As an Amazon customer, seller or reviewer, product reviews are of utmost importance. For a seller, these help to improve ranking and, for a customer, reviews help with making purchase decisions but, what if some of the reviews on Amazon are fakes?
A fake review is a positive (usually 5 star) review left for a product by somebody who may not even have purchased that product but is either acting on behalf of the seller or, is the seller using a different username. Fake reviews are bad news as they paint a false picture of the product and encourage customers to buy what may be a sub-standard product by, essentially, using false advertising.
Why do people leave fake reviews?
In 2012, crime writer RJ Ellory was suspended from Amazon when it was discovered that he had left a fake review for one of his own novels, calling it a ‘modern masterpiece’ as well as leaving negative reviews for competing authors. This is a classic example of why somebody would post a fake review.
There are a number of reasons why people leave fake reviews for products on Amazon but, in short, the main reason is to sell more of a product. The main reasons for leaving fake reviews are:
- To improve the product’s ranking
- To improve the seller’s ranking
- To boost sales of low-selling products
- To boost visibility of products which have just been listed
- To balance negative reviews left for a product
By leaving a hugely positive review for a product, the hope is that the product’s ranking will increase, thus increasing its visibility. It is also hoped that potential customers will read these reviews and purchase the product on the strength of them.
In extreme cases, fake reviews are left for products which may not even exist but have been listed by a seller as an act of fraud.
Fake reviewers are caught and suspended by Amazon where possible but there are a few ways in which customers can look for these themselves.
13 ways to spot fake reviews on Amazon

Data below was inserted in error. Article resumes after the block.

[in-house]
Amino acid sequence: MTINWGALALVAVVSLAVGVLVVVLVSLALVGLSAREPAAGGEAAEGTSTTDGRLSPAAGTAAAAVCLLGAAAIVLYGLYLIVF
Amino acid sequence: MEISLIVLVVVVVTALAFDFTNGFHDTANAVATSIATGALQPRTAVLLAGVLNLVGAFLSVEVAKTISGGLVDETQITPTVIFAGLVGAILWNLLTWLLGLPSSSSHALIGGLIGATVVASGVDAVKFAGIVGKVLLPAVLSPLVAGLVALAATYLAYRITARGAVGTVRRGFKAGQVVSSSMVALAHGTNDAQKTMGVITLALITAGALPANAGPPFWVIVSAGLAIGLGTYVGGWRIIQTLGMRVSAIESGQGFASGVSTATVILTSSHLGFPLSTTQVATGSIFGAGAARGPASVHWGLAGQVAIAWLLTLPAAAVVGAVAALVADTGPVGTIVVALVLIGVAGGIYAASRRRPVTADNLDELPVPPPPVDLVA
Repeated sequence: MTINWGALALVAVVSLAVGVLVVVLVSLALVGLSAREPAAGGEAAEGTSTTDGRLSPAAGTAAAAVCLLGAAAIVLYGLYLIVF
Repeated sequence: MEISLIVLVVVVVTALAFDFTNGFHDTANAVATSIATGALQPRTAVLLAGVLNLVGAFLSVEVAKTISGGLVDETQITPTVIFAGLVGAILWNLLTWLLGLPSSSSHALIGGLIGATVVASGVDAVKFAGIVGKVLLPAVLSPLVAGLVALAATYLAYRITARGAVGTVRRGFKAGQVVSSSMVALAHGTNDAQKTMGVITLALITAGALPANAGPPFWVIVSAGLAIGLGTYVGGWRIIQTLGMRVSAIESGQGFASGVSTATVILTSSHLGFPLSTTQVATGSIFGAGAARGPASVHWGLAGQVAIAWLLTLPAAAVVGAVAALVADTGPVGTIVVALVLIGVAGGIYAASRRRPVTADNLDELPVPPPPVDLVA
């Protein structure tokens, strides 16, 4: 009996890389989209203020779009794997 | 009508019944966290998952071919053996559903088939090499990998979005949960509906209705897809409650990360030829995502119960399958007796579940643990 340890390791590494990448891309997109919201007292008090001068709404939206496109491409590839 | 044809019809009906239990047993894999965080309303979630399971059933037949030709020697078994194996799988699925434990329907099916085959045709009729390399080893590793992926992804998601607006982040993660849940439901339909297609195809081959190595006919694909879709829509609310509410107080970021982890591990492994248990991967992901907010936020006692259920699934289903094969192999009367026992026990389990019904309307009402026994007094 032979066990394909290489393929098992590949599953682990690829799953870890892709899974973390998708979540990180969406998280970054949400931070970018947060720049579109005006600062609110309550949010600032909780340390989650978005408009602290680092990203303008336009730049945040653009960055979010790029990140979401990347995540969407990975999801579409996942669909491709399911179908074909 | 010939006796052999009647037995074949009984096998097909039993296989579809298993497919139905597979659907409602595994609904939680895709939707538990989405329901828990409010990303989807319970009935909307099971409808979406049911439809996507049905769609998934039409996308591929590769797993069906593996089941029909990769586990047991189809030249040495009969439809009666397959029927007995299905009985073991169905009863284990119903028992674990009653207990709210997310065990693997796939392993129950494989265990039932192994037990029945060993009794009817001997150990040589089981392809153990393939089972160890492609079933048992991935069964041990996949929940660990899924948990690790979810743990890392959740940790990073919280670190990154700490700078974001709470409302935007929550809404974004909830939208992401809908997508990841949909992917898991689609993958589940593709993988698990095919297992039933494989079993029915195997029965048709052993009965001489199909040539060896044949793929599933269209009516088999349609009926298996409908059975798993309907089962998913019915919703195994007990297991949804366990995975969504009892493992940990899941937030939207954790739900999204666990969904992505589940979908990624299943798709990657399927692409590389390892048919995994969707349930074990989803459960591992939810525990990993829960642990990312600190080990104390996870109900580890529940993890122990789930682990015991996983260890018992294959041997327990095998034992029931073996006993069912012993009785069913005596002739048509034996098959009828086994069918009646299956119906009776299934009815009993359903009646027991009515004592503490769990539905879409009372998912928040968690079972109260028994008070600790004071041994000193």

Although many fake reviews slip through the net, there are a few things to look out for; all of which are tell-tale signs of a fake review:
- Lots of positive reviews left within a short time-frame, often using similar words and phrases
- Lots of reviews with either identical or very similar photography (check the background for tell-tale carpets or clothing)
- Negatively comparing a competitor’s product
- Lots of 5 star reviews with really short content – generally when somebody is delighted enough to leave a 5 star review, they’ll wax lyrical about the product with lots of detail
- Reviews are positive but with no detail on features, ease of use etc
- Persistent use of the product’s full name
- Odd use of language which may signify an attempt at using keywords for SEO purposes
- Reviews which overly-praise the product (does anybody really get that excited over washing up gloves?)
- The review is left by somebody who consistently only leaves 5 star reviews
- A positive review posted on the day of listing or shortly afterward
- Reviews which are not attached to a ‘verified’ purchase which means that the reviewer may not even have purchased the product
- Multiple reviews using similar language and listing the same benefits
- Little or no ranking or reviewer history – this could signify that an Amazon account has been opened for the sole purpose of leaving reviews for that seller’s products